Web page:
Herpesvirus infection boosts host cellular immunity: Study

A new editorial was published in Genes & Cancer on January 19th, 2023, entitled, "Severe herpesvirus infection beats adult T-cell leukemia/lymphoma."

In this recently published editorial, researcher Tatsuro Jo from the Japanese Red Cross Nagasaki Genbaku Hospital's Department of Hematology discussed aggressive type adult T-cell leukemia/lymphoma (ATLL). ATLL caused by human T-cell lymphotropic virus type 1 (HTLV-1) infection is associated with dismal survival, even after the approval of mogamulizumab (a monoclonal antibody for C-C chemokine receptor 4 antigen). A large number of genetic and epigenetic abnormalities as the results of the pleotropic effects of HTLV-1 Tax and HBZ reportedly are present in ATLL patients, which may be the cause of their poor response to intensive chemotherapies.

The HTLV-1 sequence is completely distinct from the human genome, making the HTLV‑1 gene products highly immunogenic to humans and targets for the humoral and cellular immunity. Actually, antibodies against the HTLV-1 gag and env gene products are ubiquitously detected in HTLV-1 carriers. Furthermore, cytotoxic T lymphocytes (CTLs) against HTLV-1 Tax (TaxCTLs) are often observed in long-term survivors with ATLL treated with or without allogeneic hematopoietic stem cell transplantation. Thus, the activation of antitumor cellular immunity may play an important role among longterm survivors with ATLL, an intractable disease.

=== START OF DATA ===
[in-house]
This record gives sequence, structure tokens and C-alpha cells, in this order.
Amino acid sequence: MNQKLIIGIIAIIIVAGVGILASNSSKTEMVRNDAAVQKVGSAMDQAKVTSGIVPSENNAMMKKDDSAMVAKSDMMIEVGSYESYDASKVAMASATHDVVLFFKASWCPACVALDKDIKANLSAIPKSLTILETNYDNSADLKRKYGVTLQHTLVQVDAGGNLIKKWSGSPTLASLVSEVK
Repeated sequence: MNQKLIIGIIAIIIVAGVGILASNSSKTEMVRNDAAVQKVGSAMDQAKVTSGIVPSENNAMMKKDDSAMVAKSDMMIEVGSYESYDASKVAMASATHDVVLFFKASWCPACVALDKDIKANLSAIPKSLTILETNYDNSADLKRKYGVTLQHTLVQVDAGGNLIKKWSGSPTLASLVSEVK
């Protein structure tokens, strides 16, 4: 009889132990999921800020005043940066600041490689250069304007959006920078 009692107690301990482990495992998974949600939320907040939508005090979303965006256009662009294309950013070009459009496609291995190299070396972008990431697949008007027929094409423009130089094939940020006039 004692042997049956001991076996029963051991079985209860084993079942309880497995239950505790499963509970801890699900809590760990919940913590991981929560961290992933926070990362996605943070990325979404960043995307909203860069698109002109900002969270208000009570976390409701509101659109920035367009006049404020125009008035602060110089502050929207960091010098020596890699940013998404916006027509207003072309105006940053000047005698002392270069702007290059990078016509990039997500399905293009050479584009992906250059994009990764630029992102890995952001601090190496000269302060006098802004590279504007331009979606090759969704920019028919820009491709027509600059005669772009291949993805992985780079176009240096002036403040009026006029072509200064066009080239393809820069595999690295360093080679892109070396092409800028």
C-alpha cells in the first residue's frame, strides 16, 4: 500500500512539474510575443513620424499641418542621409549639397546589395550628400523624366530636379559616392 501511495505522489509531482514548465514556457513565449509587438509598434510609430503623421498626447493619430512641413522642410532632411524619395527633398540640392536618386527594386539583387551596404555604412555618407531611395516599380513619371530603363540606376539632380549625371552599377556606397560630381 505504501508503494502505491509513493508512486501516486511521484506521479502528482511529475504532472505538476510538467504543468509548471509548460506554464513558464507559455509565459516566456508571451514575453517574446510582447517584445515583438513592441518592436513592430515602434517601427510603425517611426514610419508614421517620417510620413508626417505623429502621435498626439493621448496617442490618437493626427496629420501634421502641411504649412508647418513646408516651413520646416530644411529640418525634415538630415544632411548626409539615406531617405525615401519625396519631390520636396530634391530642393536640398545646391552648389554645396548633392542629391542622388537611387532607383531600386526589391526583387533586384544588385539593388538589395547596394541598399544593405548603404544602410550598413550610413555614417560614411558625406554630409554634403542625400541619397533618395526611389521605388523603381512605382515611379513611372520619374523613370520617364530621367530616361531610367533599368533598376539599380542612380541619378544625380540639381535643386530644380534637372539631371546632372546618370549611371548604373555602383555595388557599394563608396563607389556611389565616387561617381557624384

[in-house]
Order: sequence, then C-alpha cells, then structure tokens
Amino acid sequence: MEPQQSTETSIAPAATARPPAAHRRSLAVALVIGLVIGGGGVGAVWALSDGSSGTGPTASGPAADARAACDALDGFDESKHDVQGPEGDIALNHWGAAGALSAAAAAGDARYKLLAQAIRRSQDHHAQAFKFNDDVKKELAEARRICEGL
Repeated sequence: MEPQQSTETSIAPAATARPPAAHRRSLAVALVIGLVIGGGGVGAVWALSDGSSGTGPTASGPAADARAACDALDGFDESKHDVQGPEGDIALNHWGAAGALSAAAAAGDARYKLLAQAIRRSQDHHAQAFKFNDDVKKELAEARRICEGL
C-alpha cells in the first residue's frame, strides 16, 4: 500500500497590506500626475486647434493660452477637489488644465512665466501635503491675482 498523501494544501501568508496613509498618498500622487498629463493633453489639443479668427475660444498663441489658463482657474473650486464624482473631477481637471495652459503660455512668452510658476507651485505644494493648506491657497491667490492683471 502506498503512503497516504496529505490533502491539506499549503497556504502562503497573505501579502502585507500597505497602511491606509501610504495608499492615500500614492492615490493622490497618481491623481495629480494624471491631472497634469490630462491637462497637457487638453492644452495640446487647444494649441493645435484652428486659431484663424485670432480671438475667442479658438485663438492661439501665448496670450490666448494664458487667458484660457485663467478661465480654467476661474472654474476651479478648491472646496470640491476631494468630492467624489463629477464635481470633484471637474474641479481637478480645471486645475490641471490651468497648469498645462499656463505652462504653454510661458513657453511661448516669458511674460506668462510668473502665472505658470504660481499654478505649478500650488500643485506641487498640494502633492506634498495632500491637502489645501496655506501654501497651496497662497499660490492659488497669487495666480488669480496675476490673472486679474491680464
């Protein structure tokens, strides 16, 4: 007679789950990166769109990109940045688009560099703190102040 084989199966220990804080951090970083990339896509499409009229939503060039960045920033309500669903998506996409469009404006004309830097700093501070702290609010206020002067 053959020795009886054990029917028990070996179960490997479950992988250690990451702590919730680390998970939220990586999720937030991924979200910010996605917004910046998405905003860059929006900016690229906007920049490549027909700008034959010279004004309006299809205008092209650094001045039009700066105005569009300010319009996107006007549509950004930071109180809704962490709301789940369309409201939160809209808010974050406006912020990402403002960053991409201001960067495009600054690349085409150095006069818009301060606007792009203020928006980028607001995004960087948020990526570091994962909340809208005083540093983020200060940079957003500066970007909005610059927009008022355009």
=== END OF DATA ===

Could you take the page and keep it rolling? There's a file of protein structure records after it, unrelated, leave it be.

In patients with ATLL, the CD4/CD8 ratio in T lymphocytes is often inverted due to a decrease in CD4-positive T lymphocytes, including regulatory T lymphocytes (Treg), after treatment with mogamulizumab. Conversely, we have noticed that the CD4/CD8 ratio is almost always inverted in long-term surviving ATLL patients in the pre-Mogamulizumab era. Furthermore, several of these patients developed herpesvirus infections, such as herpes zoster and herpes encephalitis, while their disease was controlled by chemotherapy and subsequently exhibited CD4/CD8 ratio reversal. Herpesvirus infection has been reported to strongly activate host cellular immunity.

Although contracting herpes simplex or herpes zoster is unpleasant, the mechanism by which these herpesvirus infections can produce a therapeutic effect on refractory ATLL via the activation of the host's cellular immunity is extremely interesting and worth further study."

Tatsuro Jo, Researcher, Department of Hematology, Japanese Red Cross Nagasaki Genbaku Hospital

Source:
Journal reference:

Jo, T. (2023) Severe herpesvirus infection beats adult T-cell leukemia/lymphoma. Genes & Cancer doi.org/10.18632/genesandcancer.228.

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